This is not a full set of notes: it is an outline of what was discussed in the lectures. The topics here are not covered in the unit textbook or indeed any one book.


These two lectures take a high level look at Internetworked Virtual Reality: where it comes from, what people do with the system, and how they behave to each other.

The textbook, and most of the lecture content and unit assessment, is concerned with how Internetworked Virtual Reality systems are implemented. This is a fascinating topic. But it is important to think about why anyone would want one in the first place. And since you can't have an internetworked VR without at least one other person involved, it is also important to consider what they will do with it.

What is an NVE?

A Networked Virtual Environment, or NVE, is what we build with Internetworked Virtual Reality technology.

NVEs are themselves a subset of what is called groupware or CSCW (Computer Supported Collaborative Work) software. People in NVEs are an example of CMC, Computer Mediated Communication.

NVE examples

CSCW researchers and designers use a four-way classification by time and place which is also appropriate for NVEs:

same different
Time same Quake party, eScience lab NVE, MUD, MMOG
different Some art installations email

Almost all NVEs are same time: it's difficult to interact otherwise.

Definitions and characteristics of NVE

The first lecture gave a definition and taxonomy for virtual reality. Here are some additional definitions for NVEs:

MUDs and MOOs


RPGs: Role Playing Games

D&D is the archetype from early 70's

Cooperative game: multiple players sit around a table, exploring dungeons and fighting dragons, using only words and their imaginations.


A text based game written by Crowther & Woods in the early 70's, based on D&D. Led to Zork and the Infocom range popular late 70's, early 80's.

Single player games with a simple Command Line Interface (CLI). Player types simple commands, the computer responds:

go north.
It is dark. You are likely to be eaten by a grue.
light torch
I see no torch here.

Terminals connected to CPU through 9600 bits/second serial lines, slower than modern modems.

Text is extremely compact. It is not low resolution: text descriptions generate qualia, mental images, in the readers mind, and these are often more detailed than any current VR system.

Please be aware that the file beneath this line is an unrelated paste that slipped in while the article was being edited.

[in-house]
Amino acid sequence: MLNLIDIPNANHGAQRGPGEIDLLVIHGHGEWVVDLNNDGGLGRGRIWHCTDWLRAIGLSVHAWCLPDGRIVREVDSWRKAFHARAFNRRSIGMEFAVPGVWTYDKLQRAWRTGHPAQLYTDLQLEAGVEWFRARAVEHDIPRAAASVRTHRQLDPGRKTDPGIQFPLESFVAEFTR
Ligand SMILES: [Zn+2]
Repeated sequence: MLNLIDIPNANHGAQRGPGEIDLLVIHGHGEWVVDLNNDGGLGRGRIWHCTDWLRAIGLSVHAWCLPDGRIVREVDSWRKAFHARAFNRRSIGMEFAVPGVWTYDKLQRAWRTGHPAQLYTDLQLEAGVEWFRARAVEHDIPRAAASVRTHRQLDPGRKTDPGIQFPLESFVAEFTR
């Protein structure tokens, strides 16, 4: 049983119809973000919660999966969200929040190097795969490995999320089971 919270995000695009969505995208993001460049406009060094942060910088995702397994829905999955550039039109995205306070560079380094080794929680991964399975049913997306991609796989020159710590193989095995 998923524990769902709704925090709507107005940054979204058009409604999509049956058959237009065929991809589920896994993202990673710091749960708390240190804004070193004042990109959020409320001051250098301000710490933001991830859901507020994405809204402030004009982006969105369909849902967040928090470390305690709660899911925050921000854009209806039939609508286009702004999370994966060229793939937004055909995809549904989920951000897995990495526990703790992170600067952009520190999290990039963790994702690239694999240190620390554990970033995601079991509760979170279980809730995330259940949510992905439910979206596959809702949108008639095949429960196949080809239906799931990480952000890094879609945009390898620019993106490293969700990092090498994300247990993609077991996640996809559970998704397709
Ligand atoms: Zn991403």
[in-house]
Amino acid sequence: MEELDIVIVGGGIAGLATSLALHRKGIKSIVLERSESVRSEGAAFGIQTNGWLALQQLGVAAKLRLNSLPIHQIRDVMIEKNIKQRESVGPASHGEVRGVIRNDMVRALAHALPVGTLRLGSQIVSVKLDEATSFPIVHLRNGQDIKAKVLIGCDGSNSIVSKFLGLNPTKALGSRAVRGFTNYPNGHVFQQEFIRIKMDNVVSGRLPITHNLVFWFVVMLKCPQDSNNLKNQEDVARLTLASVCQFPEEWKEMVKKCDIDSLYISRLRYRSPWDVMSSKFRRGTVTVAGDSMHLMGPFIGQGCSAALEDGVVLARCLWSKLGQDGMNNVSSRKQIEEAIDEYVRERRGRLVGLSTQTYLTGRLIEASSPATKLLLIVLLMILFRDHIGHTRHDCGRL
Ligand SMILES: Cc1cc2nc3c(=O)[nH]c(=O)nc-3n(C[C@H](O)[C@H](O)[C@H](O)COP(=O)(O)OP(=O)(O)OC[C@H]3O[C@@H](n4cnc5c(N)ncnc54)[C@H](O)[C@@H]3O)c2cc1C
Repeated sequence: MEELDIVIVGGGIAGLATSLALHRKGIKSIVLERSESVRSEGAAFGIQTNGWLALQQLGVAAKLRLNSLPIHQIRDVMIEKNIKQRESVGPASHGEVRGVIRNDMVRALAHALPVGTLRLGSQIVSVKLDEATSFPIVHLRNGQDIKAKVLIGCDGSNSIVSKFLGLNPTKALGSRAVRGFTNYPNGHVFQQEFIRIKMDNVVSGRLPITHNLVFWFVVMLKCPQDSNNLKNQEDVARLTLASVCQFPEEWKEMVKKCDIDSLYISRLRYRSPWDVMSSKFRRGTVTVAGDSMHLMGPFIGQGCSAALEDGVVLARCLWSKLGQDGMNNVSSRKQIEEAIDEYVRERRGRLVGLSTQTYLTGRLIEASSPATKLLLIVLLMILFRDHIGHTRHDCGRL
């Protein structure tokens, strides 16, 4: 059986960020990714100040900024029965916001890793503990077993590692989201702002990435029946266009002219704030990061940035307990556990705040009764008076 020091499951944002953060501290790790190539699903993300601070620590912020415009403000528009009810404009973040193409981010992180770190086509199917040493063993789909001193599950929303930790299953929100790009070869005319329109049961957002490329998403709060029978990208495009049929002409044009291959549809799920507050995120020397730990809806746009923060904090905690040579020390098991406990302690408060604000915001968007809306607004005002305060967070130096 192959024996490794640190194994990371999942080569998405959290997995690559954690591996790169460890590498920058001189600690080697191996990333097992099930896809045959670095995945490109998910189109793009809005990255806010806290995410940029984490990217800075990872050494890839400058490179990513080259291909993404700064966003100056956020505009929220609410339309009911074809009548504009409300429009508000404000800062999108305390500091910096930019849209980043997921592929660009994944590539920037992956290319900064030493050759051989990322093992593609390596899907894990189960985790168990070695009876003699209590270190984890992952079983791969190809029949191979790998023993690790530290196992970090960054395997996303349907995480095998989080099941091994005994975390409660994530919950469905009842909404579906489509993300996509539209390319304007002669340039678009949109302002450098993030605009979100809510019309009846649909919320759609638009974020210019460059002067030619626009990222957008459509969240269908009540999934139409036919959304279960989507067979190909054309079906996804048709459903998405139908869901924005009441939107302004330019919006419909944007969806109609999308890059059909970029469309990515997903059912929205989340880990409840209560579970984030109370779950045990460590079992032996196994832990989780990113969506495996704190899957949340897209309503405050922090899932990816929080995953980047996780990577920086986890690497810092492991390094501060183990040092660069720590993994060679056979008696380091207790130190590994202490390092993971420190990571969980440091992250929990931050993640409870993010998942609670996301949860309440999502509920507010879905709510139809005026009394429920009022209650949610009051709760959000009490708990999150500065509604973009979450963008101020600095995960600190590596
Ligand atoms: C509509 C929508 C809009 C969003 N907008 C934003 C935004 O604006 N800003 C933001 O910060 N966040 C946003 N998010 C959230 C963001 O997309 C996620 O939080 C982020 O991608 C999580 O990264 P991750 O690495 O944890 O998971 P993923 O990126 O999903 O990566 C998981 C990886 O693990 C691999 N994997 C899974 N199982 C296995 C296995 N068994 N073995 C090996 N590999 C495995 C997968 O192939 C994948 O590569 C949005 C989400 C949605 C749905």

Text descriptions are much easier to create and store than 2D or 3D graphical images.


MUD is Multi User Dungeon. Adventure extended to handle multiple players at once. Unlike original D&D, players frequently hostile to each other.

First MUD created by Richard Bartle around 1980.

Low storage and bandwith requirements suited to early Internet and dialup systems.

MOO is MUD Object Orientated, referring to the new scripting language used to implement them.

MOOs are (mostly) more sociable and non-aggressive than MUDs, although over time many MUDs have also become peaceful places.

The best known is LambdaMOO, founded at Xerox PARC in 1990 by Pavel Curtis, now with a population over ten thousand.

MUDs/MOOs are virtual realities. You don't need a headset for VR. Books are immersive! That said, the CLI is not transparent or behavioural for most computer users today. In the 1970s and 1980s, almost everybody who used computers was familiar with CLI systems.

Why study MUDs/MOOs?

Been there, done that. MUDs and MOOs have been in existence for many years, and the social aspects of how people behave in these NVEs are therefore well studied.

Stable systems. In most NVEs the focus is on the technical details of getting the thing to work at all: bandwidth, resolution, crashes... MUDs and MOOs are very reliable well-tested systems that let us concentrate on what people do.


What do people do in MUDs and MOOs? The answers turn out to be much the same for every NVE.


Implementing a MUD/MOO

A MUD or MOO has two components: the server and the database.

The server does low level network and file I/O, but is primarily the interpreter for the higher level MOOcode or MUDcode programming language.

The database is not a traditional row/column SQL type database, but more a persistent object store. Every object in the MUD/MOO has a single unique magic number identifier, which is never re-used. Every object also has a number of properties: name, description, interaction code, etc. Everything, including the online personas themselves, is described by an object and code.

The MUD or MOO is divided into rooms, objects which may contain other objects and participants. A park, spaceship, or town square is still a room. Every participant or object is always "in" some room, and navigation in a MUD/MOO is from room to room without your location being tracked to any finer level. Everybody in a room can see and hear each other.

The LambdaMOO server can be downloaded from SourceForge. It is 355K, about 37,700 lines, of C code. The LambdaMOO database, which is really what makes LambdaMOO a distinct place, is about 900,000 lines of MOOcode.

In 1999 LambdaMOO had a population of around 10,000 people, and was running on a host computer with 256M of real RAM and using around 360M of virtual memory. MOOs with a population less than 50 can be run on a Pentium/75 PC.

Written by Hugh Fisher